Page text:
How a Facebook Crime Page Led to Arrest of N.C. Woman in Cold Case Killing of Sister-in-Law
Deborah Deans, 29, left four children when she vanished in 2004 -- and a tip to a Facebook page led police to find remains behind a home she shared with the suspect
A Facebook page devoted to the murdered, missing or miscreant residents of western North Carolina is being credited with helping authorities bring charges in the 15-year-old cold-case killing of a missing mom of four, allegedly at the hands of her sister-in-law.
The tip that led authorities to a “shallow grave” containing the remains believed to be those of 29-year-old Deborah Elaine Deans “proved to be very accurate and very reliable,” Nash County Sheriff Keith Stone told reporters last week.
But the tipster did not go to police at first.
Instead, the unidentified person sent information about the alleged crime to a woman who created and runs a Facebook page called Fighting Crime News and Who’s Wanted, an online outlet whose updates range from wanted posters to promotions of local elections and warnings about traffic tie-ups.
On October 20, a re-post about the unsolved missing-person case of Deans — who was last seen around 9 a.m. on January 19, 2004, at a residence on Wiley Road in Spring Hope — elicited a “very detailed” response that was forwarded to authorities by the Facebook page creator, said Nash.
Those details, according to the woman who created the page and wants to stay anonymous, included descriptions about where and how the body was buried behind the Wiley Road residence that Deans formerly shared with Kimberly Hancock.
“I can’t say what it actually said,” she told WTVD. “But it was pretty in-depth.”
Hancock, 49, still lived at the residence. Authorities who followed up on the tip began digging on the property Thursday and arrested Hancock, who was charged the same day with first-degree murder.
It was not immediately clear if Hancock had an attorney who could speak on her behalf. She is being held without bond at the Nash County Detention Center, according to a news release from the sheriff’s office.
Hancock had been questioned about Deans’ disappearance after Deans’ mom reported her missing in April 2004. But Hancock said she’d not seen Deans since the previous January, when the two argued and Deans allegedly called for a ride, leaving behind two of her children, an infant and a 5-year-old, according to the Rocky Mount Telegram.
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Hancock told authorities that Deans called her two months later seeking the return of her children, but Hancock refused; the children later wound up in foster care. Deans’ other two children were with their grandmother at the time.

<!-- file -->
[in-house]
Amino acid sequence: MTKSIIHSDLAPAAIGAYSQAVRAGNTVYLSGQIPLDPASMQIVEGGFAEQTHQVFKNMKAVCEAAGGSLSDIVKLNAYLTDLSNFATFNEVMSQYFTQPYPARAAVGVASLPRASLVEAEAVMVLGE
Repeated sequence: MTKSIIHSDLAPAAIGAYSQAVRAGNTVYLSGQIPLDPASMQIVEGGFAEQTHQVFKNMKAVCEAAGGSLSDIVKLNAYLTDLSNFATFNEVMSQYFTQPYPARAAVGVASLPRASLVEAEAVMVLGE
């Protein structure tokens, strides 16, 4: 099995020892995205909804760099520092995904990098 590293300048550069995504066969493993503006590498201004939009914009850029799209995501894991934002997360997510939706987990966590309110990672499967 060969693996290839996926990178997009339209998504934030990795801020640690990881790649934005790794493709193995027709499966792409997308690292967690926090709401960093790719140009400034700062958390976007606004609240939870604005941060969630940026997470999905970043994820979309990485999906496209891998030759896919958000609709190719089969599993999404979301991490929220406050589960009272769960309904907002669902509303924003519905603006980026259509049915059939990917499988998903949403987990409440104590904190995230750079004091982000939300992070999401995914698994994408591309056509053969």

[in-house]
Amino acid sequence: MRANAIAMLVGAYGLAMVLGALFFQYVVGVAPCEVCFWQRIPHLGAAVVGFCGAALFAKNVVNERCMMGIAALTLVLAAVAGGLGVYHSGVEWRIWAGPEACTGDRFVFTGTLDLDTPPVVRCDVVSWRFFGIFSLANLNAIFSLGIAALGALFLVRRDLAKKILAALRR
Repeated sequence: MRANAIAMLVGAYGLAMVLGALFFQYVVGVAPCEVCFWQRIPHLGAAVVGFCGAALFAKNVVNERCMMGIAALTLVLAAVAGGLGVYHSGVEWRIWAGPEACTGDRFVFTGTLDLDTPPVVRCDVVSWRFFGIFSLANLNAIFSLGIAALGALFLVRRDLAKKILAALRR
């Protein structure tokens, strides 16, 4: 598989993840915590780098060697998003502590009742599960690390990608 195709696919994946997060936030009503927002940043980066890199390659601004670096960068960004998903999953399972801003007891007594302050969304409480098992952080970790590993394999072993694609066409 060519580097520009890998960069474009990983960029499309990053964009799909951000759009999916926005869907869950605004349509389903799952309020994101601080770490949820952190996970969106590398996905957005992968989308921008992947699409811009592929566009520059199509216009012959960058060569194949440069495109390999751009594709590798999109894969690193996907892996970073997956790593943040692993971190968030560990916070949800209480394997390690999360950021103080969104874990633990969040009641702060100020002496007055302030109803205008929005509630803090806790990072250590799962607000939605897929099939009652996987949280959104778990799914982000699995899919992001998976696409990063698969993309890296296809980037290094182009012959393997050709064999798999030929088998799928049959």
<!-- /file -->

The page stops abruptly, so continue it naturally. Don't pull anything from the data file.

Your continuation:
“She has four children, and she would not have left those children,” Deans mother, Elaine Blevins, told the Telegram in November 2004. “This is not like Debbie, for no one, not even her friends, to have seen and talked to her.”
Hancock later was charged with forgery of an instrument and uttering forged instrument for cashing child support checks mailed to Deans, reports WNCN.
On Friday, the Fighting Crime Facebook page administrator posted an item from Deans’ mother that reads: “Thank you. Small words that cover so much. 15 years goes by in the blink of an eye when you talk about a child starting school and then leaving for college, but when those 15 years are overshadowed by a missing loved one, they are long-long years. While we all hoped, we also knew in our hearts that we would never see her smile again. THANK YOU SO MUCH!”
PEOPLE was unable to independently reach the Facebook page creator, who was identified by WTVD as “an unassuming Nash County wife.”
“It makes me feel good that I can kind of be that liaison between the police and the citizens,” she told the outlet. “I feel like I’m doing my civic duty,” she added. “Just happy that the family gets closure. But I was also sad that it’s now gonna open up wounds that they probably didn’t want open.”
She told WNCN that she created the Facebook page about seven years ago. “I’ve been posting Deborah since probably a year after I started my website,” she said. “It makes you wonder why, after all these years, someone finally wanted to come up and say something, but I’m glad they did.”
Hancock was charged with manslaughter and received a six-year suspended sentence in 1990 after authorities say that as an 18-year-old, she fatally shot her father as he slept; the charge was reduced because the sheriff’s office said there was abuse in the relationship, reports WTVD.
Fighting Crime also posted on Friday that Hancock’s brother, Roger Wade Ayscue, known to friends as “Kojak,” was reported missing in Franklin County, Tennessee, in September 2009, two months after family members last reported contact with him. The Franklin County Sheriff’s Office has offered a $5,000 reward for information on his whereabouts.